Another example of governance is Brigham and Women’s Hospital, in conjunction with Massachusetts General Hospital. Kathy Andriole, Ph.D., director of research at the MGH and BWH Center for Clinical Data Science states, “There are initiatives in many areas both imaging and non-imaging, including radiology, cardiology, the ICU, pathology, COVID, workflow optimization, and light images.” According to Andriole, “We have a committee across Mass General Brigham that oversees and approves clinical implementation of AI algorithms. The committee decides if and when an AI algorithm is implemented and looks at how to assess different applications.” Andriole indicated that “diagnostic applications get the publicity, but there may be more potential in non-diagnostic algorithms such as workflow.”

The University of Michigan balances between a governing committee and individual department efforts, according to Karandeep Singh, M.D., assistant professor of Learning Health Sciences, Internal Medicine, Urology, and Information at the University of Michigan. Singh chairs the Clinical Intelligence Committee that oversees operational AI activities at Michigan Medicine.  While the University as a whole has efforts focused on AI/ML research (e.g., the Michigan Integrated Center for Health Analytics and Medical Prediction [MiCHAMP]) and resources for translation (Precision Health Implementation Workgroup), the Clinical Intelligence Committee's primary focus is on clinical operations. Singh says “there is a mechanism to initiate requests to the committee where a given clinical workflow could benefit from the use of an AI/ML model. In turn, the committee helps clinical stakeholders review and endorse models based on products that are available from vendors or models developed by researchers. In general, a researcher cannot directly bring a model to the attention of the committee but needs to have a clinical partner.”  According to Singh, “If an AI/ML model affects a broad set of clinicians or other stakeholders, it requires review by the committee.”

According to Gary J. Wendt, M.D., professor of radiology and vice chair of informatics, University of Wisconsin Madison (retired) “there is a long-standing governance body in place that also addresses AI, including an approval process, but it doesn’t appear there is any coordination with non-imaging applications.”

Imaging AI use cases are currently not diagnosing diseases but are merely a tool to extract data abnormalities in imaging studies or for quantifying physical parameters such as blood flow rates or volumetric information from imaging data sets.  These results are then presented to the diagnostician, e.g., as a pop-up overlay screen on a PACS display. The radiologist can then consider if these data are meaningful for augmenting the clinical diagnosis.

Other AI system configurations can use the AI-detected abnormalities or quantified data to accelerate the triage workflow process to present the AI prioritized results to the radiologist.  In the future there will likely be more and varied use cases.

What is Needed for AI Governance?

Given the current state of AI, it is not too soon to consider governance within your institution.  The first point to consider is the differentiation between imaging AI and non-imaging AI applications.  Is there sufficient overlap between these areas to warrant a common governance?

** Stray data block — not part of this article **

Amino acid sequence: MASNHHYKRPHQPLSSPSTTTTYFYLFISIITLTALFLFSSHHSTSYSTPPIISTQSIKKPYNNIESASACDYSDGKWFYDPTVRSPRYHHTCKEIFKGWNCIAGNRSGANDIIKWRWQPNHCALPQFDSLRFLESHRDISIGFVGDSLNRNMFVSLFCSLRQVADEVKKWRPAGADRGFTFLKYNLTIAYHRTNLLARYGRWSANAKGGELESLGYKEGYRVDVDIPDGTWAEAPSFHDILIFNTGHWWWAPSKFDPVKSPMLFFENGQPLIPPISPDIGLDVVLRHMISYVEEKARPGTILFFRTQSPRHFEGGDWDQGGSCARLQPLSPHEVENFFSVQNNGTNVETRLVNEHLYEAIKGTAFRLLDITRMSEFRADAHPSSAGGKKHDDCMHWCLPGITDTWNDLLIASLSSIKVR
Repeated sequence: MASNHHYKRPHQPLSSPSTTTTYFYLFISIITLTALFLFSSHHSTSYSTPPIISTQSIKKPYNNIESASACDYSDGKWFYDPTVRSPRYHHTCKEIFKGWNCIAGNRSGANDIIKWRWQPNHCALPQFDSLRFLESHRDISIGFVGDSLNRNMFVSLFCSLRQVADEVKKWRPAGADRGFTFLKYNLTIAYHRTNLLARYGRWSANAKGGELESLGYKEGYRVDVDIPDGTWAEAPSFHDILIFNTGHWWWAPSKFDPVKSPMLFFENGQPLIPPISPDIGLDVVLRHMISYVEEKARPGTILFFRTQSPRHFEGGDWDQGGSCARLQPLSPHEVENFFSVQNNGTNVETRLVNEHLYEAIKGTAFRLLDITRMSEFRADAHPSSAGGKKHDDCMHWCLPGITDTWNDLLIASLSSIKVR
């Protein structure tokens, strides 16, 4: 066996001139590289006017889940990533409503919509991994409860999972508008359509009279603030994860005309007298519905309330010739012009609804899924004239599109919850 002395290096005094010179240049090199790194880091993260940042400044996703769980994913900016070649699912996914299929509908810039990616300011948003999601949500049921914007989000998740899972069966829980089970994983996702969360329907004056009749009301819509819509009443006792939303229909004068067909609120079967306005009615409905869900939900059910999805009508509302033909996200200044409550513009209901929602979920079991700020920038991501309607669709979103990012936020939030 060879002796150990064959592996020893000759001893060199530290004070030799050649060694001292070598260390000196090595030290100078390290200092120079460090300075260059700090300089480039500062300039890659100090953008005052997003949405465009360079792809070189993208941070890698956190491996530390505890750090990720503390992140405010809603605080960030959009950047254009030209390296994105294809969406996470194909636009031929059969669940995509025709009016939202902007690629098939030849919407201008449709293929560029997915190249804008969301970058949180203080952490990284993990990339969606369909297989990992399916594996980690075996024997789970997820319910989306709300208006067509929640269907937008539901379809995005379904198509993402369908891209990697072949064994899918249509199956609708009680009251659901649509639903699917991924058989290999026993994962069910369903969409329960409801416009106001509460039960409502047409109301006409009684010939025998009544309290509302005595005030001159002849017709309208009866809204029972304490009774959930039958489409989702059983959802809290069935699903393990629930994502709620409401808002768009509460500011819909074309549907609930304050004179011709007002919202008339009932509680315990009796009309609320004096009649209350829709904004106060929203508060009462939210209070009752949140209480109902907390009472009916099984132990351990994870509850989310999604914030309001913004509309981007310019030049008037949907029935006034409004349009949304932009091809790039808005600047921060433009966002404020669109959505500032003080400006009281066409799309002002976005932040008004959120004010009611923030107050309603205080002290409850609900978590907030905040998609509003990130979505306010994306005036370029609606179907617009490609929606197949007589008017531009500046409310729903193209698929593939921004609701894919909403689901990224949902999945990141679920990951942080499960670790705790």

Using radiology services as an example, AI imaging applications such as a stroke detection algorithm able to differentiate between Intracranial hemorrhage (ICH) and a large vessel occlusion (LVO) usually receive the greatest amount of publicity.  However, workflow orchestration applications that guide the caregiver automatically thru the clinical data such as medical history, lab results, etc. and then intelligently prioritize the worklist study selection may be just as valuable.

Wendt stated, “Knowing the results of an AI analysis on an image five minutes before it is read may not be as valuable as having relevant information for that exam available at the time the study is interpreted.” Furthermore, Wendt and Towbin both suggest that AI image analysis may be more beneficial outside imaging services in improving the time to treat a lesion that has been analyzed by an AI algorithm.

Contrast these examples with an AI algorithm that evaluates the current patient schedule for a department, where the algorithm predicts potential no shows and improves the actual percentage of patients that show up for an exam. Such a non-imaging algorithm may have a more beneficial economic impact on the department than an imaging application.

Regardless of scope, there is value in some form of governance and oversight to guide AI deployment. The University of Michigan, the University of California at San Francisco, and Brigham and Women’s/Massachusetts General all appear to have working committees who play a role in AI applications oversight. In all these cases these were committees not necessarily established specifically for AI. Therefore, it may be easier to utilize existing infrastructure to provide governance than to start from scratch.

A governance body should be multi-disciplinary to ensure all relevant services are addressed when considering the merits of an AI application. This is particularly important when considering AI applications that cut across multiple services and clinicians, such as a pre-diabetic algorithm that may impact a general practitioner, endocrinologists, ophthalmologist, and potentially others.

In the case of the University of Michigan, the feeling is that a service line such as radiology may be sufficiently self-contained with respect to some AI algorithms that they can self-manage AI governance.  For example, an algorithm that analyzes images for a specific cancer, or a workflow prioritization algorithm may only affect the radiologist, and therefore may have little impact outside radiology.